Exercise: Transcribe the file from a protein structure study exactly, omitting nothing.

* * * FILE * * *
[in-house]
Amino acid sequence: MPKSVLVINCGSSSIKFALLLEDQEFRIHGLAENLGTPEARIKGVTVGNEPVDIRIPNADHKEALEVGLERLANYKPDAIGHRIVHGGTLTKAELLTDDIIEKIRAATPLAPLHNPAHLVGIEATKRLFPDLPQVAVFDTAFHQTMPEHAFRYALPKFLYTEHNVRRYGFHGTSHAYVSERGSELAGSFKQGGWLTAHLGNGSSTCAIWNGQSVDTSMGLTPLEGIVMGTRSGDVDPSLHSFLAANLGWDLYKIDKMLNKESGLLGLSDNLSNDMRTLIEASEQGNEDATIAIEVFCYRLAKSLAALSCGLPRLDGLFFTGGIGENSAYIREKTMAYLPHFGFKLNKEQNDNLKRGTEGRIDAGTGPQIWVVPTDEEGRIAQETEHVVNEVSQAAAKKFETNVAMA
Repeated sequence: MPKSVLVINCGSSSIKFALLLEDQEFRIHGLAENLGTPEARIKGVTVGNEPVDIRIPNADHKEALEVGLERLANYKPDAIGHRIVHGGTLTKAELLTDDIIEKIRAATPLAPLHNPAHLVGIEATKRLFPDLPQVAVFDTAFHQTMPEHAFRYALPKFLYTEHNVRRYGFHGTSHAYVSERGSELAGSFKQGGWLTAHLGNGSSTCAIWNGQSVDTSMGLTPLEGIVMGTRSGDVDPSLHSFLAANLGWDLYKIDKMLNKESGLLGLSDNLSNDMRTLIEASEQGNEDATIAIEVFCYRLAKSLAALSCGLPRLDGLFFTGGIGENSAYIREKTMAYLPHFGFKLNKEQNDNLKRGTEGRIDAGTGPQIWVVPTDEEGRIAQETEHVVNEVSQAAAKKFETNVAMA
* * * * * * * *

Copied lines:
[in-house]
Amino acid sequence: MPKSVLVINCGSSSIKFALLLEDQEFRIHGLAENLGTPEARIKGVTVGNEPVDIRIPNADHKEALEVGLERLANYKPDAIGHRIVHGGTLTKAELLTDDIIEKIRAATPLAPLHNPAHLVGIEATKRLFPDLPQVAVFDTAFHQTMPEHAFRYALPKFLYTEHNVRRYGFHGTSHAYVSERGSELAGSFKQGGWLTAHLGNGSSTCAIWNGQSVDTSMGLTPLEGIVMGTRSGDVDPSLHSFLAANLGWDLYKIDKMLNKESGLLGLSDNLSNDMRTLIEASEQGNEDATIAIEVFCYRLAKSLAALSCGLPRLDGLFFTGGIGENSAYIREKTMAYLPHFGFKLNKEQNDNLKRGTEGRIDAGTGPQIWVVPTDEEGRIAQETEHVVNEVSQAAAKKFETNVAMA
Repeated sequence: MPKSVLVINCGSSSIKFALLLEDQEFRIHGLAENLGTPEARIKGVTVGNEPVDIRIPNADHKEALEVGLERLANYKPDAIGHRIVHGGTLTKAELLTDDIIEKIRAATPLAPLHNPAHLVGIEATKRLFPDLPQVAVFDTAFHQTMPEHAFRYALPKFLYTEHNVRRYGFHGTSHAYVSERGSELAGSFKQGGWLTAHLGNGSSTCAIWNGQSVDTSMGLTPLEGIVMGTRSGDVDPSLHSFLAANLGWDLYKIDKMLNKESGLLGLSDNLSNDMRTLIEASEQGNEDATIAIEVFCYRLAKSLAALSCGLPRLDGLFFTGGIGENSAYIREKTMAYLPHFGFKLNKEQNDNLKRGTEGRIDAGTGPQIWVVPTDEEGRIAQETEHVVNEVSQAAAKKFETNVAMA